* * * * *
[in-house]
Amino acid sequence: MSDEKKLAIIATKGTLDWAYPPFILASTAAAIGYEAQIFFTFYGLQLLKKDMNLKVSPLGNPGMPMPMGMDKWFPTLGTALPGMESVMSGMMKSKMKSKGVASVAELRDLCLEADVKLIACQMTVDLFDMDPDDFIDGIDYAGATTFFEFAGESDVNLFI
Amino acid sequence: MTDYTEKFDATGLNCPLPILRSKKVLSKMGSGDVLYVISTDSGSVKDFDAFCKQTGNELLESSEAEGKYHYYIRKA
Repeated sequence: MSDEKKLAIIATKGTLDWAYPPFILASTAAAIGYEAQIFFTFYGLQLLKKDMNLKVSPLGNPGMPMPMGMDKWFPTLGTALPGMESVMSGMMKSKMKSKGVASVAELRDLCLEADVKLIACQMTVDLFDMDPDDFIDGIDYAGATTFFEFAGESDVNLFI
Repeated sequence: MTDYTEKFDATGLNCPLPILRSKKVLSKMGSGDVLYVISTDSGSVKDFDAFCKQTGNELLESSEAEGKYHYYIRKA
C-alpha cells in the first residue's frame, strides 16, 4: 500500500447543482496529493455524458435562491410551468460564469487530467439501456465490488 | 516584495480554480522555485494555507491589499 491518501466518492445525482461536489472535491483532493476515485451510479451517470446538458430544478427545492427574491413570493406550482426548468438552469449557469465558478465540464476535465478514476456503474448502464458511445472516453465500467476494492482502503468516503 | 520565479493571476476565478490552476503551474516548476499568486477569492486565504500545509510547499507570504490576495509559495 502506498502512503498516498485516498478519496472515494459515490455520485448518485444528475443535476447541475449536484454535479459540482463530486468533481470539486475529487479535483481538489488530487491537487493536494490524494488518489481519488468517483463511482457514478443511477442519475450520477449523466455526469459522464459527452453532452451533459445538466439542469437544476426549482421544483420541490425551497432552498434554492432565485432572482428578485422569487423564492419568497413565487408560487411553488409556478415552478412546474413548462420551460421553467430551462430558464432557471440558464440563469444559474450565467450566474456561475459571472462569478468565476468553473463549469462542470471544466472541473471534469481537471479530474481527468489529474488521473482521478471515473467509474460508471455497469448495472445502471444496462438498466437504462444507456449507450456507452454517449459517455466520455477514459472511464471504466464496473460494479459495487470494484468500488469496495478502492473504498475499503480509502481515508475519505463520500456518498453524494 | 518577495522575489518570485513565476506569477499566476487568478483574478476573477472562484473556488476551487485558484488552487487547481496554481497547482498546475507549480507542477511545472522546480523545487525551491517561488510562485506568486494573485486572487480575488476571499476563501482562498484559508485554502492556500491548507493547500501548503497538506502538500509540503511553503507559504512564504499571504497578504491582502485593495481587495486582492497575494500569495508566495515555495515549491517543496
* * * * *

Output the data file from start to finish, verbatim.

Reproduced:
[in-house]
Amino acid sequence: MSDEKKLAIIATKGTLDWAYPPFILASTAAAIGYEAQIFFTFYGLQLLKKDMNLKVSPLGNPGMPMPMGMDKWFPTLGTALPGMESVMSGMMKSKMKSKGVASVAELRDLCLEADVKLIACQMTVDLFDMDPDDFIDGIDYAGATTFFEFAGESDVNLFI
Amino acid sequence: MTDYTEKFDATGLNCPLPILRSKKVLSKMGSGDVLYVISTDSGSVKDFDAFCKQTGNELLESSEAEGKYHYYIRKA
Repeated sequence: MSDEKKLAIIATKGTLDWAYPPFILASTAAAIGYEAQIFFTFYGLQLLKKDMNLKVSPLGNPGMPMPMGMDKWFPTLGTALPGMESVMSGMMKSKMKSKGVASVAELRDLCLEADVKLIACQMTVDLFDMDPDDFIDGIDYAGATTFFEFAGESDVNLFI
Repeated sequence: MTDYTEKFDATGLNCPLPILRSKKVLSKMGSGDVLYVISTDSGSVKDFDAFCKQTGNELLESSEAEGKYHYYIRKA
C-alpha cells in the first residue's frame, strides 16, 4: 500500500447543482496529493455524458435562491410551468460564469487530467439501456465490488 | 516584495480554480522555485494555507491589499 491518501466518492445525482461536489472535491483532493476515485451510479451517470446538458430544478427545492427574491413570493406550482426548468438552469449557469465558478465540464476535465478514476456503474448502464458511445472516453465500467476494492482502503468516503 | 520565479493571476476565478490552476503551474516548476499568486477569492486565504500545509510547499507570504490576495509559495 502506498502512503498516498485516498478519496472515494459515490455520485448518485444528475443535476447541475449536484454535479459540482463530486468533481470539486475529487479535483481538489488530487491537487493536494490524494488518489481519488468517483463511482457514478443511477442519475450520477449523466455526469459522464459527452453532452451533459445538466439542469437544476426549482421544483420541490425551497432552498434554492432565485432572482428578485422569487423564492419568497413565487408560487411553488409556478415552478412546474413548462420551460421553467430551462430558464432557471440558464440563469444559474450565467450566474456561475459571472462569478468565476468553473463549469462542470471544466472541473471534469481537471479530474481527468489529474488521473482521478471515473467509474460508471455497469448495472445502471444496462438498466437504462444507456449507450456507452454517449459517455466520455477514459472511464471504466464496473460494479459495487470494484468500488469496495478502492473504498475499503480509502481515508475519505463520500456518498453524494 | 518577495522575489518570485513565476506569477499566476487568478483574478476573477472562484473556488476551487485558484488552487487547481496554481497547482498546475507549480507542477511545472522546480523545487525551491517561488510562485506568486494573485486572487480575488476571499476563501482562498484559508485554502492556500491548507493547500501548503497538506502538500509540503511553503507559504512564504499571504497578504491582502485593495481587495486582492497575494500569495508566495515555495515549491517543496